About half of the mammalian genome is constituted of repeated elements among which approximatively 10% are derived from endogenous retroviruses (ERVs). These sequences have often been co-opted by the genome to contribute to endogenous gene expression and specific ERVs are known to be reactivated upon loss of HP1 (Heterochromatin Protein 1), a protein family involved in heterochromatin formation. However, the link between the ERVs, the expression of endogenous genes and the HP1 remains unclear.
In this work, by studying two ERVs located upstream mouse genes upregulated upon loss of HP1 (Mbd1 and Trim24), the group of Thierry Forné (IGMM) in collaboration with Florence Cammas (IRCM), has shown that some ERVs behave as putative enhancers forming a chromatin loop with promoters of endogenous genes depending on HP1 expression level. These specific ERVs are characterized by HP1-independent (H3K9me3 and H4K20me3) or HP1-dependent (H3K27me3) heterochromatin marks, as well as by the enhancer specific mark H3K4me1, a peculiar combination that might represent a bookmark of HP1-dependent enhancers, derived from ERVs.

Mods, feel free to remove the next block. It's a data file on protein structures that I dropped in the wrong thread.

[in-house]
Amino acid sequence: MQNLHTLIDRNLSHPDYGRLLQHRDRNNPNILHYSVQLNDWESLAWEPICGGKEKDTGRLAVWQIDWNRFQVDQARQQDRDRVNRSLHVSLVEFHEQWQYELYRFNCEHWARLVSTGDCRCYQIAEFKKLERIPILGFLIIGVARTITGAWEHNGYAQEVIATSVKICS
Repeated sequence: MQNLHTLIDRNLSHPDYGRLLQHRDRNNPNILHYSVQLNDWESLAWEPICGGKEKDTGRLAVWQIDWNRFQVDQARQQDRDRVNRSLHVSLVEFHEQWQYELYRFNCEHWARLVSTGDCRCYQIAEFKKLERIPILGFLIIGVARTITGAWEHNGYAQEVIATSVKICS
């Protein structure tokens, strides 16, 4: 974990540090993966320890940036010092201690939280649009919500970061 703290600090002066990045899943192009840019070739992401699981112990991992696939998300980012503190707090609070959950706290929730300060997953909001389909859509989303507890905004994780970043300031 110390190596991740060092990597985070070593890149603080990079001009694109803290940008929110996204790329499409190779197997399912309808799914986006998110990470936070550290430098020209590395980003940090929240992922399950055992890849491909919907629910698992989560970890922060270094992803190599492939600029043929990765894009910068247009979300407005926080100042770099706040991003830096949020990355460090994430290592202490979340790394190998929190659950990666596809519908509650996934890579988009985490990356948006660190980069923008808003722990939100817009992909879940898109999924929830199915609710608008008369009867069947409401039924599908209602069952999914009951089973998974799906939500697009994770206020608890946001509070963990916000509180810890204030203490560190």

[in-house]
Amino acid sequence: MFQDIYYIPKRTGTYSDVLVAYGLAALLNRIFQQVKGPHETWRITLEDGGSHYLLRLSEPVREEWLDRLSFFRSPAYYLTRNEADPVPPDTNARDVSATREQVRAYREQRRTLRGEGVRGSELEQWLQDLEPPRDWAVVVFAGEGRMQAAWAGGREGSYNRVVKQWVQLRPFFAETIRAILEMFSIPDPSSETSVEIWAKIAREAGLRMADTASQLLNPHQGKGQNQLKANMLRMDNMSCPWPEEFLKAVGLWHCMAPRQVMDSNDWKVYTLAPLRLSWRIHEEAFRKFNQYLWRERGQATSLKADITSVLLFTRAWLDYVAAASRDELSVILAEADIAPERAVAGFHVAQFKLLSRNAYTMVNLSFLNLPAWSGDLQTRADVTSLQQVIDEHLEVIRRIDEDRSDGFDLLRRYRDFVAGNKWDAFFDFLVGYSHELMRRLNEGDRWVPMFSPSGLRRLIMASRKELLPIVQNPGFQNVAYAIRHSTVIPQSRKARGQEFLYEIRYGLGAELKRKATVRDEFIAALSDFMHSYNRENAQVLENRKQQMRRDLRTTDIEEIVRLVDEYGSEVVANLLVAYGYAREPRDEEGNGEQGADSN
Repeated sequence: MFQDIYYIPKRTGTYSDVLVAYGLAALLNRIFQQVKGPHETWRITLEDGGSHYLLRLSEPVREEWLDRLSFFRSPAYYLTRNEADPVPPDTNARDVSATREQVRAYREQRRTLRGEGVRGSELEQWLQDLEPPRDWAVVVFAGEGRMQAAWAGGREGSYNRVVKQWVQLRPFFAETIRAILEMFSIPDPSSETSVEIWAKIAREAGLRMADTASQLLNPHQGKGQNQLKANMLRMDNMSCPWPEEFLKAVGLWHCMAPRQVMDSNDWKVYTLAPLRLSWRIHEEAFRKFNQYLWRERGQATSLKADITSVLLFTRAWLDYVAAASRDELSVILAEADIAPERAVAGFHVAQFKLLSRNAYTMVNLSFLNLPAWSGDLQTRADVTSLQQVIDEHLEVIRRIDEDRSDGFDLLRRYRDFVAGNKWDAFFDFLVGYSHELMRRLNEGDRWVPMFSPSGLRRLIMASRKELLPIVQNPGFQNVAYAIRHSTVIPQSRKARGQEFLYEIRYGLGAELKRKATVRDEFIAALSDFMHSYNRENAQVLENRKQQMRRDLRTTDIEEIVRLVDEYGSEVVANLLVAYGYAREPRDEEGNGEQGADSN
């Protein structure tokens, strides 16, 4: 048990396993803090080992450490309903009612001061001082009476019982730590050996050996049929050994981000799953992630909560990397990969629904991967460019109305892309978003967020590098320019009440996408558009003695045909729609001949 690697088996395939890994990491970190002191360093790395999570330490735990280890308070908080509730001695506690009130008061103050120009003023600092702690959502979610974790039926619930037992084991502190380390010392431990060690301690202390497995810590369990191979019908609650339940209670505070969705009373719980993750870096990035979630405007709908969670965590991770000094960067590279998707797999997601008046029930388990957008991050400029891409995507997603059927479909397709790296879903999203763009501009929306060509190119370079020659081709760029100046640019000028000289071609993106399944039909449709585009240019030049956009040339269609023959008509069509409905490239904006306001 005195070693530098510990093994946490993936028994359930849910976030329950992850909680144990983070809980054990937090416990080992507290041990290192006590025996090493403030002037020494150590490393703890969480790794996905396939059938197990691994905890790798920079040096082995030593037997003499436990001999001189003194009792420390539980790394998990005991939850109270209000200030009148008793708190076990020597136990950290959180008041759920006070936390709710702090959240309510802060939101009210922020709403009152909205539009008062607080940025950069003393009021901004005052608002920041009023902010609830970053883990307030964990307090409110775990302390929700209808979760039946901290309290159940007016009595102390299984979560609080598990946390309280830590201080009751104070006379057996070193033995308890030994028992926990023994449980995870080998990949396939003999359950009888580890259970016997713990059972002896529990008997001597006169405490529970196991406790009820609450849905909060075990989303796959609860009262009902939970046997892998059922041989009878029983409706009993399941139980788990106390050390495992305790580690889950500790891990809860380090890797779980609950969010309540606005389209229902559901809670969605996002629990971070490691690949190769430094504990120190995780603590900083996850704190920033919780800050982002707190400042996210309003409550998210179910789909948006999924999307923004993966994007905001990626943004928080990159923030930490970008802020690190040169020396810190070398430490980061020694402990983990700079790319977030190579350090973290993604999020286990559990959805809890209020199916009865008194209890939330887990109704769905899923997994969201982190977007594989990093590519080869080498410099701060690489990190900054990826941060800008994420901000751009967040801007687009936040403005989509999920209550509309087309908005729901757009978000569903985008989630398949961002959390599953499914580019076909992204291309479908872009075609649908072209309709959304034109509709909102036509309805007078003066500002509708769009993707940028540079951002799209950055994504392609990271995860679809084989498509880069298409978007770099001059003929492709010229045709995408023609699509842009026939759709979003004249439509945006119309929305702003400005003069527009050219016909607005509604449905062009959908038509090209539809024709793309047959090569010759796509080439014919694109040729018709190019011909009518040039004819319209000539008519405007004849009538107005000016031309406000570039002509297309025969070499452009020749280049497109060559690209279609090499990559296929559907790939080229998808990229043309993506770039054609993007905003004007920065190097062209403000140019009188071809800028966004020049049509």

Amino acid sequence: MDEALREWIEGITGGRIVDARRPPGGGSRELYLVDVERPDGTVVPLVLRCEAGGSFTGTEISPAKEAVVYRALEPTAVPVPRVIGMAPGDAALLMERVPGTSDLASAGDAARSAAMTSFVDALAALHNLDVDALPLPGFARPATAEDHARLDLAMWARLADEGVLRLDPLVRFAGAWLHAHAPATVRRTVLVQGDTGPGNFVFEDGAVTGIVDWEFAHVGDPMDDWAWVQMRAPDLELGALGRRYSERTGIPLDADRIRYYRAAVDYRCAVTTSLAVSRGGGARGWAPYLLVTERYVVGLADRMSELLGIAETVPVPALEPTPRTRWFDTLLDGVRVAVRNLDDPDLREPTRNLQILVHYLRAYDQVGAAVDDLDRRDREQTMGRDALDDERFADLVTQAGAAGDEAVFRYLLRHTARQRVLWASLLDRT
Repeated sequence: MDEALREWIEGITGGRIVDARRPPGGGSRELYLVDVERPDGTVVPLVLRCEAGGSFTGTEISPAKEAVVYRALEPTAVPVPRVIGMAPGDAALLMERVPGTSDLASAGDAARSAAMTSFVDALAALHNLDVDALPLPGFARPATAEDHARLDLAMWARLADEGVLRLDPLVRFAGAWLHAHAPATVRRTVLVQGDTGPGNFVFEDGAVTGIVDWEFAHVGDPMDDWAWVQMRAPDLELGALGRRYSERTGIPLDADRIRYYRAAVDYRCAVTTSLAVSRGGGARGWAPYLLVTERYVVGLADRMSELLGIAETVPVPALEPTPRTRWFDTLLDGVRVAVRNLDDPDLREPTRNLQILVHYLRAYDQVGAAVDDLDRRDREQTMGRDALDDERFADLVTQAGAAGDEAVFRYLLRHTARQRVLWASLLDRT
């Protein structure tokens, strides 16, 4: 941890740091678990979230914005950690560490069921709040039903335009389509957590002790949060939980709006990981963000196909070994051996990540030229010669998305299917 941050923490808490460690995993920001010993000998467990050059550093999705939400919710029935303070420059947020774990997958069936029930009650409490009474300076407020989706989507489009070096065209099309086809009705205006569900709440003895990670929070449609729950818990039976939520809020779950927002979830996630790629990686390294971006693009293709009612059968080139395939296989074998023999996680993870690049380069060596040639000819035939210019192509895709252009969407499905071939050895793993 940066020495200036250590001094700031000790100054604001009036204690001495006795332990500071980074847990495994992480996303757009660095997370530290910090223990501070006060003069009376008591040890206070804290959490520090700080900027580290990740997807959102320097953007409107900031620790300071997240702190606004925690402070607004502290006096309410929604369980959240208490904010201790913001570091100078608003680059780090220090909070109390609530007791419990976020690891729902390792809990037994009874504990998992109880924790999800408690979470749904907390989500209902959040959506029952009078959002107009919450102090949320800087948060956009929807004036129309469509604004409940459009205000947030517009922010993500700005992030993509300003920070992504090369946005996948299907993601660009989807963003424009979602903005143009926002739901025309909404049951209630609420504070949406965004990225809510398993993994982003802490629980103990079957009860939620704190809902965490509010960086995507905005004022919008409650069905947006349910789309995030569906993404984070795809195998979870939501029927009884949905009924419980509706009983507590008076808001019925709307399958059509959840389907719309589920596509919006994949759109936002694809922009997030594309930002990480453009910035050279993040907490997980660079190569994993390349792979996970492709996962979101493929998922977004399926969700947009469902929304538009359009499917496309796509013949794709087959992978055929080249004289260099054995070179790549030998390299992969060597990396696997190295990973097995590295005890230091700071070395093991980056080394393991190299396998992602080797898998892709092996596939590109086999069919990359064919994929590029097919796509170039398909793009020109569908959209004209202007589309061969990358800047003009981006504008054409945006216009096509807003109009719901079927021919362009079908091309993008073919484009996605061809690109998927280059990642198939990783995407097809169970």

Altogether, these results lead to the identification of a new type of transcriptional regulation, involving the HP1-dependent formation of physical loops between specific ERVs and endogenous genes. To our knowledge, this is the first demonstration of a direct long-range interaction between an ERV-derived sequence and the promoter of an endogenous gene in mammals, as well as the first example of a putative enhancer whose activity is regulated by HP1.
Calvet, S. Sallis, N. Saksouk, C. Rebouissou, C. Teyssier, A. Lesne, F. Cammas and T. Forné* – “Endogenous retroviral sequences behave as putative enhancers controlling gene expression through HP1-regulated long-range chromatin interactions” (2022) Cells 11:2392.